“Old trees are necessary for carbon sequestration,” says Chris. (Mature trees store significant carbon and help to cool the planet. It takes 25 years before trees begin to absorb carbon in amounts that help counter emissions. Cutting down what little old growth is left is both criminal and suicidal, in my opinion.) As a pivotal member of Tofino Natural Heritage, Chris works passionately to protect the remainder of Tonquin forest, threatened by further development, and other significant trees under threat. The group also works with District Council, urging a tree protection bylaw, while there are still some trees left to protect.

“Trees need allies,” Chris implores. “Humans won’t survive without trees, and the beyond-human realm needs a voice too.”

Chris and I often talk about what the future looks like for the world’s children. In so many places, children, their families and non-human beings are already suffering terribly. I asked Chris if I might include the following poem, which wasn’t in the anthology, but is one of her many beautiful poems about the trees she loves so much. In this poem, she is pulling up to the floathome where she lives for half the year, up the inlet from Tofino, in a glorious cove, with bears and wolves and otters for company.



Christine Lowther

In the boat you looked up at the mountain and said
But the bare crowns—the trees are dead.

You might be used to tree farms, plantations:
rows of the young not allowed to live
until their crowns become noble and unclad.
Ancient forest includes all ages,
a mix of green tops and grey.

And the child dreamed
the leaning loose-branched old maple
down the end of their street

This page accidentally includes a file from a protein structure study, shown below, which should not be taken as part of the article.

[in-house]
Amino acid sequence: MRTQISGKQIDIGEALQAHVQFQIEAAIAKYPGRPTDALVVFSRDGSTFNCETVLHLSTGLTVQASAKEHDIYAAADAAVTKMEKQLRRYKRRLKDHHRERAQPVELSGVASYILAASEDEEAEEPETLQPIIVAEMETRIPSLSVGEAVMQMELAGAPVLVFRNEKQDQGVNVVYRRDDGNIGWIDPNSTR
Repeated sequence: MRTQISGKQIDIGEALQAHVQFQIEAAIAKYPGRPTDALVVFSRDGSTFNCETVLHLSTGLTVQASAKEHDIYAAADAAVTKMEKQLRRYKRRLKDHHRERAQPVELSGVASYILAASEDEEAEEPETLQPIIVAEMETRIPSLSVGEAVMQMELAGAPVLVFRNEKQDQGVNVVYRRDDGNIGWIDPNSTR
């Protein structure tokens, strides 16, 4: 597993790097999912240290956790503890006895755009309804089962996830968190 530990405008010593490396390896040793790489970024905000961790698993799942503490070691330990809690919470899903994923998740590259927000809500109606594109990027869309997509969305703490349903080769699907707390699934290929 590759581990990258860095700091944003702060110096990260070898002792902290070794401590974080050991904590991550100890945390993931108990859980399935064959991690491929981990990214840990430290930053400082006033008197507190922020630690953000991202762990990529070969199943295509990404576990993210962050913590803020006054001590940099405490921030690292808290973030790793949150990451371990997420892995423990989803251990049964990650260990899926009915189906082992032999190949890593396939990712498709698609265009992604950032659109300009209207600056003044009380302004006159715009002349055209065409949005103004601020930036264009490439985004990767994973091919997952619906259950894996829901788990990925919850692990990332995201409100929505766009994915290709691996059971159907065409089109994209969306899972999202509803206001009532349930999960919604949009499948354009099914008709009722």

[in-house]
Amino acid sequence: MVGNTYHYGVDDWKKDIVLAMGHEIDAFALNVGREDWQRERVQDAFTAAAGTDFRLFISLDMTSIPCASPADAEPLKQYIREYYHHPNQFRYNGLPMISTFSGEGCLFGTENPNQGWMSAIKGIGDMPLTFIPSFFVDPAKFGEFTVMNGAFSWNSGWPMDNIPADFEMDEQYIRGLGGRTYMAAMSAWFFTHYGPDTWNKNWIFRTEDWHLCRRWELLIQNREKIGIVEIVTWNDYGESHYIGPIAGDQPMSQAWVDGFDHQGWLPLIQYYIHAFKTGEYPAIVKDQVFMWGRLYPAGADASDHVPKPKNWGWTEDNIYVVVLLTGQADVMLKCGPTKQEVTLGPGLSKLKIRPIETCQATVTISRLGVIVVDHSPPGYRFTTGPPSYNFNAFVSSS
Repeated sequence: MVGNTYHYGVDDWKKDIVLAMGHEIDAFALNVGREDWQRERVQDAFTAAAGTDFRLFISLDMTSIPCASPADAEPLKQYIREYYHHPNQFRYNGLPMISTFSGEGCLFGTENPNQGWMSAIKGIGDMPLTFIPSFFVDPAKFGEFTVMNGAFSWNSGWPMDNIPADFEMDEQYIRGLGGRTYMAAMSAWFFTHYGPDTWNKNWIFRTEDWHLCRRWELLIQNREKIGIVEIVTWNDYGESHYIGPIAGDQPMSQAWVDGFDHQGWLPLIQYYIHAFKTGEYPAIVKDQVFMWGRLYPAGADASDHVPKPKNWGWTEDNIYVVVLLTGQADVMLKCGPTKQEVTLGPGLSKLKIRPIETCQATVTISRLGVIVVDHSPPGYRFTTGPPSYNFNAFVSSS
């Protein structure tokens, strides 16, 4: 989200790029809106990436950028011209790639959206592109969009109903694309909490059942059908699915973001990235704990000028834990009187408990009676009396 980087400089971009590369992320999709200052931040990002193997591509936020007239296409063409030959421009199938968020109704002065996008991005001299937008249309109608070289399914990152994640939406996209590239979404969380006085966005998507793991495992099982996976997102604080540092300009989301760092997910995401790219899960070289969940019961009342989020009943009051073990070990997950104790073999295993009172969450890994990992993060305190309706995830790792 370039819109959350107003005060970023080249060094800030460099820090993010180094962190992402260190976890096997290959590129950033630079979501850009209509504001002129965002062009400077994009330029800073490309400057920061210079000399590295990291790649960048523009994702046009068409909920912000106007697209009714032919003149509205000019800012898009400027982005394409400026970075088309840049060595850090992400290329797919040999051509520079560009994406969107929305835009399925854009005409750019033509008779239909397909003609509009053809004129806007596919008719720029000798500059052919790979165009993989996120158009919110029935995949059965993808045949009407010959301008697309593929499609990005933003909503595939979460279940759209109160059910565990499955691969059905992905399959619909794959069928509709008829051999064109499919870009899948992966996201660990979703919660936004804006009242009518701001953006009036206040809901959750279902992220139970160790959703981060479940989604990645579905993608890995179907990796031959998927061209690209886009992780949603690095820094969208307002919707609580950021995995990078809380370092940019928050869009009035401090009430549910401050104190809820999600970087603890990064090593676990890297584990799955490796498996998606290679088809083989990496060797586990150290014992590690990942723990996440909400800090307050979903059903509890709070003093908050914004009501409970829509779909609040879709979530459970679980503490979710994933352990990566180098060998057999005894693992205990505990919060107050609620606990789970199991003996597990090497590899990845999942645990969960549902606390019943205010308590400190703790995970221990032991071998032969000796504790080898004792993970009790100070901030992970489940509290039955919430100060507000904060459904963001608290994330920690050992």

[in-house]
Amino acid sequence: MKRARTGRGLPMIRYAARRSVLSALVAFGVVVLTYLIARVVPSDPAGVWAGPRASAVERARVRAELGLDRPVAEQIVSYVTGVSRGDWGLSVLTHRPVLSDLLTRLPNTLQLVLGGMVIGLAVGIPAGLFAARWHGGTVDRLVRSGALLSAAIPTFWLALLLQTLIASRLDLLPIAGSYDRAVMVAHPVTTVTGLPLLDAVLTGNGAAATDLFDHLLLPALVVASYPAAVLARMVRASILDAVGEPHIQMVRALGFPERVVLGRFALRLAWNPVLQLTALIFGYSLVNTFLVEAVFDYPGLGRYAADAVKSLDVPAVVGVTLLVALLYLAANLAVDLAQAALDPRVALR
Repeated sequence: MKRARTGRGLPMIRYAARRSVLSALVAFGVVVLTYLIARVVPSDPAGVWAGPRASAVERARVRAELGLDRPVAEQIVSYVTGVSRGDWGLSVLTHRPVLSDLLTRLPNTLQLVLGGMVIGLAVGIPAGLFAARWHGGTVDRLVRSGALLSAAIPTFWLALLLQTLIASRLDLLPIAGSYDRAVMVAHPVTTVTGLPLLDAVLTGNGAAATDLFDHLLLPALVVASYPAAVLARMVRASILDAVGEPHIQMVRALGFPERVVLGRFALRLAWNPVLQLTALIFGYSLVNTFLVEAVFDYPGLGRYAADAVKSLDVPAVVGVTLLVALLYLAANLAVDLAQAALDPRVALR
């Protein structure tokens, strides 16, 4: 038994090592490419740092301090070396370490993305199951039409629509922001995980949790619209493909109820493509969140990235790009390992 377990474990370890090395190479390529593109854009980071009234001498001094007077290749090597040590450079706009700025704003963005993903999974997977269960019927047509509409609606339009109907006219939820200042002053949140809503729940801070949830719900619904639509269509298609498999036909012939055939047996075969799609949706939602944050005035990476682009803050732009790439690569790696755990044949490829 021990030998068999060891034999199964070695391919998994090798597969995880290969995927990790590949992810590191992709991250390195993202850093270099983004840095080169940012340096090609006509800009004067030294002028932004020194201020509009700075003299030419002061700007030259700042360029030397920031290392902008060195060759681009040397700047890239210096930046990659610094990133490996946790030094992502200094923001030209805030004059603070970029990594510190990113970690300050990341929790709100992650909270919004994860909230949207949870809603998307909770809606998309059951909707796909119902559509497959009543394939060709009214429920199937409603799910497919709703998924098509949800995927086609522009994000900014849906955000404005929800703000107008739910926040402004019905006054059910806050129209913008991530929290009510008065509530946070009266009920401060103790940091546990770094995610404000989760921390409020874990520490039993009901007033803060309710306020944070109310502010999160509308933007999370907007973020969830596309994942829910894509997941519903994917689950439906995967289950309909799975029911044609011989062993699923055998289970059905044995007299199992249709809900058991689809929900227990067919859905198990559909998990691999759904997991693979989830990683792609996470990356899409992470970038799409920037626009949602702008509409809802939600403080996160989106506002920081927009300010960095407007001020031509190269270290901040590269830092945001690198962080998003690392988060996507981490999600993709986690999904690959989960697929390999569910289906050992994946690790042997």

could have been allowed to live.

Docking. And you said
That towering old snag could fall at any minute.

Or in several centuries. It stands dead
almost as long as it stood alive.
An osprey’s lookout perch.
A reaching reminder of how tall
the whole forest used to be.

And the child dreamed
of the snag even taller, alive and green,
bright with its bare and feathered future.

At the table you studied the forest
through the window, with binoculars.
There’s another soaring old snag in there,
you said. Far in. Smooth bark
bleached white by centuries of sun

There’s no trail, but there is a scarred,
branchless grey spear prodding the clouds
somewhere back there.
Once in a while it emerges into view.

And the child dreamed of pygmy-owls
living secretly inside the white snag,
and of black bears in the grey spear
suckling in a high-entry maternity den.

Leaving, you said Some decay is good.

And the child dreamed
of the braced trees in all the cities of Japan.
And the child arrived home
gathered neighbours, cables, tools
built support structures
to keep the trees and people safe.

Note: This poem was twigged by Pat Lowther’s “Early Winters.” I learned of black bears’ high-entry maternity dens from Wildlife & Trees in British Columbia.- Christine Lowther

The tag on this tree means it was about to be cut down. Now it is no more, one of the beauties clearcut in Tonquin forest to make way for housing.

As we contemplate trees, deforestation and the heating, distressed planet, once again world leaders gather at COP27 to give dire warnings about the cost of our addiction to fossil fuels. Half of Pakistan recently underwater, Africa in terrible drought and famine, wars and threats of war everywhere, extreme climate events world-wide, and the talking goes on. The longer the world delays, the higher the cost globally.

Al Gore made it clear. “We are all here today because we continue to use the thin blue shell of atmosphere surrounding our planet as an open sewer. Today, as every day, we are spewing 163 million tonnes of man-made, heat-trapping pollution into the sky. This is the equal of 600,000 Hiroshima atom bombs exploding every day.”

A pause, to let that sink in. It is almost beyond comprehension.

(How different the world would be today had Al Gore been elected President when he ran in 1988 or 2000.)